A Journey to the Other Holy Land
Egypt never seems far from news headlines these days—especially so in recent weeks. A little more than a year ago, I would have noticed such reports only in passing. Now I pay keen attention, sometimes uneasily, because of ten days I spent in Egypt that spring. I went to teach theology students in Alexandra and Cairo. While I arrived with a briefcase bulging with lecture notes, I came away with insights of a different order, with kindled anticipation for the spiritual ferment taking place in this troubled region. An array of images—some jarring, some promising—linger from my trip. So does the hopefulness I have for the Christian friends I got to know there.
Some of the impressions were imprinted before I actually reached the country. That was the case at the Kuwait City airport, where I awaited my connecting flight to Alexandria. Settled in my seat in the terminal, I heard a high, thin humming. Looking to my left, I realized the sound came from the bearded, wizened man on the next seat. He peered at a leather-bound book with Arabic script, chanting verses from the Qur'an while he rocked and rocked. Across the way a man with flowing robes and a keffiyeh fingered a string of beads. Most women strolling through the airport shops wore a hijab, even if they complemented the traditional head covering with chic jeans and make-up. While my wait for a delayed flight wore on, the airport PA system broadcast a muezzin calling the faithful to prayer. No one could miss hearing the piercing, plaintive sound.
Those hours in the airport prepared me for Egypt. I could begin to imagine what I would see on the streets of Alexandria and Cairo. I knew that Alexandria sat on the coast of the Mediterranean. I tried to picture the deserts further inland with their pyramid antiquities. I wondered if I would see much-in-the-news Tahrir Square, with an impassioned leader with a bullhorn stirring a crowd to yet another round of protests. (I would.)
I was headed to teach first-year students at the Alexandria School of Theology, an Anglican school founded a few years ago through the vision of Mouneer Anis, the Episcopal/Anglican primate of the region. It is a sprawling territory he oversees—not only the Diocese of Egypt and the Middle East but also North Africa and "the horn of Africa." He had not long before visited the Nashville church I served as an Episcopal priest. While with us he told the story of his founding a theology school to serve his churches. The project had the feel both of a pioneering venture and a throwback to the Alexandrian catechetical school in the Christian church's first centuries. As we talked, I realized I wanted to make the long trek and teach. The invitation came. I went right after Easter.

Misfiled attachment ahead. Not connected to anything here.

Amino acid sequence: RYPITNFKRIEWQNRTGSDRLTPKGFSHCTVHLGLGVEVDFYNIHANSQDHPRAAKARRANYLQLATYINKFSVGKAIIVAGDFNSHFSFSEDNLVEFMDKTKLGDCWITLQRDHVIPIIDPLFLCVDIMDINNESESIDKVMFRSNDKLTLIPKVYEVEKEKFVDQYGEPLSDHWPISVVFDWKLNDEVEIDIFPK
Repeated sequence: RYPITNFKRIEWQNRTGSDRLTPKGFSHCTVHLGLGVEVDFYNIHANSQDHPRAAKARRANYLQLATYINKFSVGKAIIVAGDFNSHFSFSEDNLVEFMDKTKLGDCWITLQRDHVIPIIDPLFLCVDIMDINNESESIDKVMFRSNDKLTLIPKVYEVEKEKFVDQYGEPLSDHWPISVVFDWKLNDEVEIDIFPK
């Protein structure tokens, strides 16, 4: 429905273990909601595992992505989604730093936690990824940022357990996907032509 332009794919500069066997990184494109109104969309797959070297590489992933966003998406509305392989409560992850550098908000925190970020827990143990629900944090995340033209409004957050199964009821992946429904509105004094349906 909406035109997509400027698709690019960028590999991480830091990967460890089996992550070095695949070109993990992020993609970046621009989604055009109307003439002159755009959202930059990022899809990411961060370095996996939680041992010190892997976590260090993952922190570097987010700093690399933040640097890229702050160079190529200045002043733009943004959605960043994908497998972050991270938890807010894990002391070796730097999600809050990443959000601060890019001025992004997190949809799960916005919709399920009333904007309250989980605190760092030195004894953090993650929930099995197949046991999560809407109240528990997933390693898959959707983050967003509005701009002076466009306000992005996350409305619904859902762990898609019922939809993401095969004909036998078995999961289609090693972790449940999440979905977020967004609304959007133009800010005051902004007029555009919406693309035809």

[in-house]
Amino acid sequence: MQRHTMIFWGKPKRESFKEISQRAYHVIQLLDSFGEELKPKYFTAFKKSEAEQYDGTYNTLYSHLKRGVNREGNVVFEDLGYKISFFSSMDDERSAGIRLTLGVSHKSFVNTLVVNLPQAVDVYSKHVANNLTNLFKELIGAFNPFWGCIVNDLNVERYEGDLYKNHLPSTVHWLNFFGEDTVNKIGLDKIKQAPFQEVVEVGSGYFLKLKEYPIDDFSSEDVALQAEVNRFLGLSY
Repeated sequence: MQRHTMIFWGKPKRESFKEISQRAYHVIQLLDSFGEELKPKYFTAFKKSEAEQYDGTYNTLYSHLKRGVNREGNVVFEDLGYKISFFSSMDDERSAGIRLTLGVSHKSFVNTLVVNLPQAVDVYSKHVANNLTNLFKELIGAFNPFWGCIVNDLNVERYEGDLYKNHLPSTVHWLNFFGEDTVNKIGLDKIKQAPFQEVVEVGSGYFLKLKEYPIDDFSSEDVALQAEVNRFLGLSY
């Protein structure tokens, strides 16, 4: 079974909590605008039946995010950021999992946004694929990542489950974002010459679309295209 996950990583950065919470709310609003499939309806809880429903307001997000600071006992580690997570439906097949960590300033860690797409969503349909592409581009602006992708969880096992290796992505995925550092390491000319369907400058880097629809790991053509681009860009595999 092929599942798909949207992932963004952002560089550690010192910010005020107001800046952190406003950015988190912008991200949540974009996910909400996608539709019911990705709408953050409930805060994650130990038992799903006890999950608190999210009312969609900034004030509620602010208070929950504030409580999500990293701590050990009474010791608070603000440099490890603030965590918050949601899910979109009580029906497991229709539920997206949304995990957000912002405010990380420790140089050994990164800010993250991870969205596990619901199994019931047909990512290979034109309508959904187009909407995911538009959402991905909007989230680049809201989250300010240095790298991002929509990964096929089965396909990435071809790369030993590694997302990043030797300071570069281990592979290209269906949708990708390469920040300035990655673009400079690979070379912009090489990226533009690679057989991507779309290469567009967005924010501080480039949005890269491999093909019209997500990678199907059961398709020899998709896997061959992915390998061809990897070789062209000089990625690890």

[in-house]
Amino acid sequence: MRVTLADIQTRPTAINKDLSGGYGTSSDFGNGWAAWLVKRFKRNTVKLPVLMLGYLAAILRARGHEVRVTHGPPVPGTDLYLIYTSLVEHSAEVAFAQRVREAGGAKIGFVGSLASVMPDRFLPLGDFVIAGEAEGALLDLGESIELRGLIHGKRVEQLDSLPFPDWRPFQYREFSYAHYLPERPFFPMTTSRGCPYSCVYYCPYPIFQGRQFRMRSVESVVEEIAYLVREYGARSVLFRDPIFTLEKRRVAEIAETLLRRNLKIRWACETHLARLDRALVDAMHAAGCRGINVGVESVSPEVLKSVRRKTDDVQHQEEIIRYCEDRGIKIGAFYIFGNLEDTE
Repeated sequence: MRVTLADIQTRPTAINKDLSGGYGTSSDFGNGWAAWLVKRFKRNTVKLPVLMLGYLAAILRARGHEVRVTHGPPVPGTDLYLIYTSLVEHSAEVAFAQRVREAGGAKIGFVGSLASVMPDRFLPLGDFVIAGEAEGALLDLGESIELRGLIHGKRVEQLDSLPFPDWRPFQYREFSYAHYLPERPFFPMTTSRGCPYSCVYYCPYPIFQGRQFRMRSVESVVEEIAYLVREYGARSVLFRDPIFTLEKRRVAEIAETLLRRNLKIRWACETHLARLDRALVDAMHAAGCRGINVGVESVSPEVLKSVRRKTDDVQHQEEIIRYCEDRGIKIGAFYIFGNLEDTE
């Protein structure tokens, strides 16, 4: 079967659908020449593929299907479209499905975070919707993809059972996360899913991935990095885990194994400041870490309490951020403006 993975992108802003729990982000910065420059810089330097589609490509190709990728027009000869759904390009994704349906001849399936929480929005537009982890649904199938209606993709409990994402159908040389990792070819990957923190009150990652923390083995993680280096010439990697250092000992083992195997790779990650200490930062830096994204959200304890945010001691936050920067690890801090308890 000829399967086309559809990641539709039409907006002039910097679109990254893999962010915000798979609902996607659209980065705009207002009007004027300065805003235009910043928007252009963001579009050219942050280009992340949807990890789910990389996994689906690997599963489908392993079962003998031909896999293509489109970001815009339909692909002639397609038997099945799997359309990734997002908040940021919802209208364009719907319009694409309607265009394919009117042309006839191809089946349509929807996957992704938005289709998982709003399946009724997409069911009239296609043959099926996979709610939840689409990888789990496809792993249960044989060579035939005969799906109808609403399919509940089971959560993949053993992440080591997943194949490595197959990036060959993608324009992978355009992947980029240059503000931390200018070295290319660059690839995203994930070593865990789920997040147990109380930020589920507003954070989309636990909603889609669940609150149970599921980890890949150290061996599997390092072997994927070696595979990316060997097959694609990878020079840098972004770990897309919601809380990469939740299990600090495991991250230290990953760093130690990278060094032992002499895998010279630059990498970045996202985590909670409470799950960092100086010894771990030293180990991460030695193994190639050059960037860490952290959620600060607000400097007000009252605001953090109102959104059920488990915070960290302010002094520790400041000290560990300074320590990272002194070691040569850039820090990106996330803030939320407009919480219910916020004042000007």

Through email correspondence, the dean of the seminary, Dr. Emad Mikhail, had suggested I give six lectures on "spiritual formation and sanctification." Each would be translated into Arabic by a student or instructor as I taught. I gave the lectures first in Alexandria, then at the Cairo campus the following weekend, teaching altogether some three dozen mostly young people. I explored how spirituality grounded the life of the church leader and pastor. Each lecture drew on a guide, from Augustine to Dietrich Bonhoeffer. I especially concentrated on older mentors like Julian of Norwich and Thomas Cranmer. I gave pride of place to Athanasius of Alexandria, the ancient bishop so strategic in the battle against North African Arianism.
I had studied in seminary how Athanasius insisted, against Arius' theologically anemic Jesus, on the full-orbed divinity of Christ, articulating the Trinity in ways that shape the church to this day. But that textbook information took on new vividness now. I loved that I could teach about him in the very environs where he lived and worked so courageously. He would be banished, I reminded the students, from his own diocese five times during his career as the controversies raged.
And what carried a wallop of revelation to me—both as I prepared and as I taught—was how much my Christian faith owes to this land. Not just because of Athanasius, or his fellow North African bishop Augustine. On the plane and in the Kuwaiti terminal I had been reading Thomas Oden's startling book, The African Memory of Mark. Oden reclaims ancient African traditions that link Mark, of the gospel that bears his name, to Africa. Mark not only grew up in modern-day Libya, according to the old traditions Oden retrieves, he also established a Christian beachhead in Alexandria—the very city in which I found myself. His ministry ended in martyrdom; pagan leaders had him dragged through the streets, which I could trace on my map of the city, streets that I would traverse myself. An early martyr—from Africa! (Oden emphasizes Egypt as being a part of North Africa, not simply the Middle East.) So the stories of John Mark for Africans form, argues Oden, a "moving epic for grandmothers to tell granddaughters and fathers to tell sons."